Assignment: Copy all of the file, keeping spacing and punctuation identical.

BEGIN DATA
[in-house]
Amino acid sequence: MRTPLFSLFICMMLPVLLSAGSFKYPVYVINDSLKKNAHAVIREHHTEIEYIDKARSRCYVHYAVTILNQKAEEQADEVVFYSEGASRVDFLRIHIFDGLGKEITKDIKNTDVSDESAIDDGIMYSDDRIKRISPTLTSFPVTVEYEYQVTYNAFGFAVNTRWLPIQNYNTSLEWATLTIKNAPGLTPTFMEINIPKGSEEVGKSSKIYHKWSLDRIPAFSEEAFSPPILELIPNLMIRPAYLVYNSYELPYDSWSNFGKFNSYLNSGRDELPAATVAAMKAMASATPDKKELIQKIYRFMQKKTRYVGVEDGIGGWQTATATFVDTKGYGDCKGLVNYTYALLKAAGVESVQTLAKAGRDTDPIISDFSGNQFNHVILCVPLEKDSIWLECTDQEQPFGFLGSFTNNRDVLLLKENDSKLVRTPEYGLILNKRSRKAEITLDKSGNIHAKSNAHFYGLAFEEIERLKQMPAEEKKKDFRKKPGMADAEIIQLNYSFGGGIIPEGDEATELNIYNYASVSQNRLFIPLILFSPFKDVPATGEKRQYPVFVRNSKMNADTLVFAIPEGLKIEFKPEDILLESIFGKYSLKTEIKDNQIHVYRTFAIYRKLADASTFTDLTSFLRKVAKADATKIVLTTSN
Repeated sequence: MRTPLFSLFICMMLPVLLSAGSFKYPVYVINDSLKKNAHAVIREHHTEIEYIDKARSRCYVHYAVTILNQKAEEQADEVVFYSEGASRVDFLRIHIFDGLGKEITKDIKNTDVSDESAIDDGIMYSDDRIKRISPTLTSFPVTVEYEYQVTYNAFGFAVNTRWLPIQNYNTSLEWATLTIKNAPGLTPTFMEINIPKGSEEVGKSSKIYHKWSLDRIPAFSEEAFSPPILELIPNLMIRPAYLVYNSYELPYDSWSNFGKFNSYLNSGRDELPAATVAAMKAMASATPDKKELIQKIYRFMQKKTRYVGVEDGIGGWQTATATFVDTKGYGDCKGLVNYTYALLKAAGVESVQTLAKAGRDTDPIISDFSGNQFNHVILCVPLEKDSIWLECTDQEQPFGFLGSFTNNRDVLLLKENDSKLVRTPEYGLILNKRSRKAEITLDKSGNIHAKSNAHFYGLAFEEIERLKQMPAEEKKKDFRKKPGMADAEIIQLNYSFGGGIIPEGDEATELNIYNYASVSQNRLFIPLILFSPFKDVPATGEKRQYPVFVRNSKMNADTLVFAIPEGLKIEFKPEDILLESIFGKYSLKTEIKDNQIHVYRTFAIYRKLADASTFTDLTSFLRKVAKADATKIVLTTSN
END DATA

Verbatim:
[in-house]
Amino acid sequence: MRTPLFSLFICMMLPVLLSAGSFKYPVYVINDSLKKNAHAVIREHHTEIEYIDKARSRCYVHYAVTILNQKAEEQADEVVFYSEGASRVDFLRIHIFDGLGKEITKDIKNTDVSDESAIDDGIMYSDDRIKRISPTLTSFPVTVEYEYQVTYNAFGFAVNTRWLPIQNYNTSLEWATLTIKNAPGLTPTFMEINIPKGSEEVGKSSKIYHKWSLDRIPAFSEEAFSPPILELIPNLMIRPAYLVYNSYELPYDSWSNFGKFNSYLNSGRDELPAATVAAMKAMASATPDKKELIQKIYRFMQKKTRYVGVEDGIGGWQTATATFVDTKGYGDCKGLVNYTYALLKAAGVESVQTLAKAGRDTDPIISDFSGNQFNHVILCVPLEKDSIWLECTDQEQPFGFLGSFTNNRDVLLLKENDSKLVRTPEYGLILNKRSRKAEITLDKSGNIHAKSNAHFYGLAFEEIERLKQMPAEEKKKDFRKKPGMADAEIIQLNYSFGGGIIPEGDEATELNIYNYASVSQNRLFIPLILFSPFKDVPATGEKRQYPVFVRNSKMNADTLVFAIPEGLKIEFKPEDILLESIFGKYSLKTEIKDNQIHVYRTFAIYRKLADASTFTDLTSFLRKVAKADATKIVLTTSN
Repeated sequence: MRTPLFSLFICMMLPVLLSAGSFKYPVYVINDSLKKNAHAVIREHHTEIEYIDKARSRCYVHYAVTILNQKAEEQADEVVFYSEGASRVDFLRIHIFDGLGKEITKDIKNTDVSDESAIDDGIMYSDDRIKRISPTLTSFPVTVEYEYQVTYNAFGFAVNTRWLPIQNYNTSLEWATLTIKNAPGLTPTFMEINIPKGSEEVGKSSKIYHKWSLDRIPAFSEEAFSPPILELIPNLMIRPAYLVYNSYELPYDSWSNFGKFNSYLNSGRDELPAATVAAMKAMASATPDKKELIQKIYRFMQKKTRYVGVEDGIGGWQTATATFVDTKGYGDCKGLVNYTYALLKAAGVESVQTLAKAGRDTDPIISDFSGNQFNHVILCVPLEKDSIWLECTDQEQPFGFLGSFTNNRDVLLLKENDSKLVRTPEYGLILNKRSRKAEITLDKSGNIHAKSNAHFYGLAFEEIERLKQMPAEEKKKDFRKKPGMADAEIIQLNYSFGGGIIPEGDEATELNIYNYASVSQNRLFIPLILFSPFKDVPATGEKRQYPVFVRNSKMNADTLVFAIPEGLKIEFKPEDILLESIFGKYSLKTEIKDNQIHVYRTFAIYRKLADASTFTDLTSFLRKVAKADATKIVLTTSN